Authors of section


Andrew Howard, James Hunter, Theddy Slongo

Executive Editor

Fergal Monsell

General Editor

Chris Colton

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Anterior approach to the pediatric proximal femur

1. Preliminary remarks

The anterior approach provides the most direct access to the anterior aspect of the hip. Many surgeons prefer this approach for reduction of femoral head and neck fractures.

Note: Fixation of femoral neck fractures reduced through this approach will require separate percutaneous screw insertion, or a separate lateral incision.

anterior approach

2. Vascular anatomy

The deep branch of the medial femoral circumflex artery provides the main relevant blood supply to the femoral head.

The medial femoral circumflex artery originates from the deep femoral artery (profunda femoris), courses between the iliopsoas and pectineus muscles, and runs posteriorly between the femur and the pelvis.

During its course, a small branch supplies the inferior retinaculum (ligament of Weitbrecht).

The main branch of the medial femoral circumflex artery is related to the inferior border of the obturator externus muscle and passes posterior to the femur, towards the intertrochanteric crest.

It then crosses posterior to the obturator externus and anterior to the triceps coxae (obturator internus and the superior and inferior gemelli).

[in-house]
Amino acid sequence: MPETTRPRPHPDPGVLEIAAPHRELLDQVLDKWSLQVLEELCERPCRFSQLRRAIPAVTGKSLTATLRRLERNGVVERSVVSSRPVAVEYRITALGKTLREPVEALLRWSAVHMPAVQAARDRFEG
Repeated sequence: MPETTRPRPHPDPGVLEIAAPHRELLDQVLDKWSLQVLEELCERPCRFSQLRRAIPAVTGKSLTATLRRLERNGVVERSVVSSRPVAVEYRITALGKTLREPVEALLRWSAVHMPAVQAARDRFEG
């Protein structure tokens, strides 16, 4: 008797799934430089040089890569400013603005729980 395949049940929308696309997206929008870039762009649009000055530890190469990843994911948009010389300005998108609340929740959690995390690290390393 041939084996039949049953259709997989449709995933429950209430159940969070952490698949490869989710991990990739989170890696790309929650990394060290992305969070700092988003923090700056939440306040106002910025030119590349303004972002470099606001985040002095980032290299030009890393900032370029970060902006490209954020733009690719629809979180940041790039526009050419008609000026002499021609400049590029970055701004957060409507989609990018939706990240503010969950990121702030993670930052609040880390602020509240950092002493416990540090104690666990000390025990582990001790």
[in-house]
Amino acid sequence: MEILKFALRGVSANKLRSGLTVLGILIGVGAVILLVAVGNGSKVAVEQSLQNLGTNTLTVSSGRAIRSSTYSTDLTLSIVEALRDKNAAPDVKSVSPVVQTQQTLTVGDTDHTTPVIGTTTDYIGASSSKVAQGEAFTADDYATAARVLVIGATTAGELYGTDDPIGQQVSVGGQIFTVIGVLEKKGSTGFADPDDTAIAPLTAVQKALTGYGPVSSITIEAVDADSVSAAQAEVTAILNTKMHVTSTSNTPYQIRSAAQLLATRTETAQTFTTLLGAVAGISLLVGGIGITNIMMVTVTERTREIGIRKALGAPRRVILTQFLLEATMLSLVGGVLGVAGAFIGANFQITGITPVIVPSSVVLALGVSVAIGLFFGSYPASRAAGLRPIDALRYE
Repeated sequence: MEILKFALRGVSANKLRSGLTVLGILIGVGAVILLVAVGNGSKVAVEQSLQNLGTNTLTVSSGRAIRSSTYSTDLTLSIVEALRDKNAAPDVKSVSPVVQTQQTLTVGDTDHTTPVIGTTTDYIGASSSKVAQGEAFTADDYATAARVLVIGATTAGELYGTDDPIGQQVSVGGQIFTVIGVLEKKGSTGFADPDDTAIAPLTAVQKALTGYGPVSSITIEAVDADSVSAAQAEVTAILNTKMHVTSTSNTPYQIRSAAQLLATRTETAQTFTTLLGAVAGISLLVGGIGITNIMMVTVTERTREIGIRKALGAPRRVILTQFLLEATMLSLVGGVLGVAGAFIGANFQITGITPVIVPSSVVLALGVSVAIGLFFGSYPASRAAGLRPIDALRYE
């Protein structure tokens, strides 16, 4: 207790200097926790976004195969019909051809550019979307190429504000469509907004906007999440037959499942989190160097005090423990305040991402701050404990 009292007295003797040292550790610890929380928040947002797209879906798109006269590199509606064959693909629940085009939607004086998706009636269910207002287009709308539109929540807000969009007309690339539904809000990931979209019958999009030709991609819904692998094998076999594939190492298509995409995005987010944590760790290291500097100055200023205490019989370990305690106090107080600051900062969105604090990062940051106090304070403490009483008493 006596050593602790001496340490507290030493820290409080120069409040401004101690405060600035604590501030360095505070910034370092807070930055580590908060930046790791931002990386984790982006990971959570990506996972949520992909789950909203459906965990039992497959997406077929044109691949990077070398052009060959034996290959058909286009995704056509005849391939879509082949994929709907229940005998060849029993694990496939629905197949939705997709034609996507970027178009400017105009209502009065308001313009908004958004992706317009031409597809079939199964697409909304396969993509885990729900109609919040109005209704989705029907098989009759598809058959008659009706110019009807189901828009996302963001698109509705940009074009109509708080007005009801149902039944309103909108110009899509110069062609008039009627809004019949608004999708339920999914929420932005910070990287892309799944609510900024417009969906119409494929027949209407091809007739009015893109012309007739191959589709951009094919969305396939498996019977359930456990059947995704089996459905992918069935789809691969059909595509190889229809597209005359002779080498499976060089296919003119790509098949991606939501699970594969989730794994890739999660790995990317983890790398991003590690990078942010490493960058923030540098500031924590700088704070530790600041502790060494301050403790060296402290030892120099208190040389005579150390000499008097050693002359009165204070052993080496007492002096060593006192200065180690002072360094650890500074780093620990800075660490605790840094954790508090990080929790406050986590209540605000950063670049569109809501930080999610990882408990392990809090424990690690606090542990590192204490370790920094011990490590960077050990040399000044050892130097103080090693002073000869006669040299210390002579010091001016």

Before crossing the triceps coxae, a small branch passes to the greater trochanter.

The vessel enters the joint capsule between the gemellus superior and the piriformis muscles.

Note: The approach must always be cranial to the piriformis muscle. This anatomical detail is crucial when starting to prepare the capsule.

After perforating the capsule, the vessel passes along the superior retinaculum and splits into 3-4 branches.

Provided the obturator externus muscle remains intact, it will protect the medial femoral circumflex artery.

open vs closed reduction

3. Skin incision

A bikini incision is used. The level of the incision is below the anterior superior iliac spine and centered on the anterior inferior iliac spine.

anterior approach

4. Deep dissection

After incision of the skin and fat, the deep fascia is encountered.

The interval between tensor fascia lata and sartorius is identified by palpation and the fascia incised.

anterior approach

The fascia should be carefully incised and the lateral cutaneous nerve of the thigh identified and protected.

Note: Dissection within the medial edge of tensor fascia lata is preferred by some surgeons and helps to protect the lateral cutaneous nerve of the thigh.

anterior approach

5. Development of interval between tensor fascia lata and sartorius

Having identified the nerve, the interval between tensor fascia lata and sartorius is opened.

In children, the muscles can frequently be adequately retracted without division of the apophysis of the iliac crest and retraction of the abductors. If access is restricted, the tensor fascia lata should be partially released from the iliac crest.

anterior approach

6. Deep surgical dissection

The straight head of rectus femoris is released from the anterior inferior iliac spine. This can be found by palpating down the ilium from the superior spine to the inferior spine.

The reflected head of rectus femoris is closely adherent to the capsule. This can be separated from the capsule, released and retracted.

anterior approach

A Z-shaped capsulotomy, with stay sutures medially and laterally, allows exposure of the femoral head and neck. The labrum should be protected during the capsulotomy.

anterior approach

Screw, or plate, fixation of the fracture will require a separate lateral approach to the shaft, via either a stab, or a formal incision.

open reduction screw fixation greater trochanter
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